Friday, April 27, 2007

Launching of IT - why a few succeed and many fail?


I think I will start blogging in no particular order... So let us talk about launching of IT products and services now...

Have you ever thought how Firefox became quite successful, but Thunderbird didn't, quite as much? Both are open source products, both are free to use and free to enhance. If so, why is the disparity in their successes?

There are so many distributions of Linux - some that guarantee intellectual freedom and some that guarantee financial freedom as well (simplifying the legal fine print). Why are some distros more popular than others? Linux, the archetypal open source product, should have grown a lot more popular than it is. So, why is it still lagging behind the MS operating systems?

When we peel the layers of this mystique onion, we find more than one reason to explain.

Let us take the Firefox-Thunderbird case first. As a thumb rule, common users are more likely to use browser than a mail client. Users are now used to many free HTTP IMAP e-mail and network access is increasing. Hence they may not find a need to store their mails locally (POP). So is Mozilla trying to address a need of the users that is now no longer a need?

For Linux, the number of distros has been both a boon and a bane. The variety offers choice, but also clutter and disagreement in creation. This disagreement translates in the users' minds as confusion such as which distro should I choose for my server and which for my desktop (my favourite desktop distro is SimplyMEPIS). Also, the open source vendors such as Redhat and Novell are probably half-hearted in promoting open source. They have commercialized the Linux in a sense. So in a way their distros have gone into the proprietary realm. The other reason is the unavailability of applications on Linux. This is being addressed by many distros. SimplyMEPIS comes with Skype, Flash and many other applications installed; OpenOffice is present by default in most complete distros. Yet another reason for limited success is the installation experience. This is addressed by distro vendors giving away no-risk-try live CDs. This is an example of a great technology being put to a great use. The open source vendors do not have pockets as deep as MS or any big proprietary vendors. Big proprietary vendors can muscle their way into OEM deals for pushing their products, while that is yet to happen on the same scale in open source world. In a sense, it is probably good for open source vendors to consolidate and show a single face / fewer faces to the customer.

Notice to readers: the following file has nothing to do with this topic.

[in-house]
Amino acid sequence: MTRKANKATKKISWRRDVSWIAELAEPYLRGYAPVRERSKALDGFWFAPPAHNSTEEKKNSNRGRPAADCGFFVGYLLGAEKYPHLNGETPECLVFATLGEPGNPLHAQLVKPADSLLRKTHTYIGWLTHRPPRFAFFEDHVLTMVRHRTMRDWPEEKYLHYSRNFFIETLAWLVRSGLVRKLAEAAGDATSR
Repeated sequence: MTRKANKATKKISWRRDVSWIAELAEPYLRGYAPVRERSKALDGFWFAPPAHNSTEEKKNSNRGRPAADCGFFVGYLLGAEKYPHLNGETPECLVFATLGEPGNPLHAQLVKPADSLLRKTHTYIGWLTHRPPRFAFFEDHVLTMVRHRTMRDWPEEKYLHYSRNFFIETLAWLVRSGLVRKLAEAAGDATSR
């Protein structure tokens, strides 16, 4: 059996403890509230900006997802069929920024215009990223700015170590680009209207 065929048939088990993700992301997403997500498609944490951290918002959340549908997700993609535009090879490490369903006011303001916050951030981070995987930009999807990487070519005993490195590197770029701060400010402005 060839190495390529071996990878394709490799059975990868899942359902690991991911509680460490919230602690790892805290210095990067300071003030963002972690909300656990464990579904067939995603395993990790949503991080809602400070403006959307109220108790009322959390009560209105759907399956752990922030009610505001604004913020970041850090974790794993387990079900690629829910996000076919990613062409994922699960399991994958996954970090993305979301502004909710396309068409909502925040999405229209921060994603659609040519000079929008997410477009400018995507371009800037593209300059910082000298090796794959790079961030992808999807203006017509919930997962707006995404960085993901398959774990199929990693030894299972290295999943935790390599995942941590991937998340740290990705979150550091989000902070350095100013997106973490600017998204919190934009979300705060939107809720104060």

K Venkatesh

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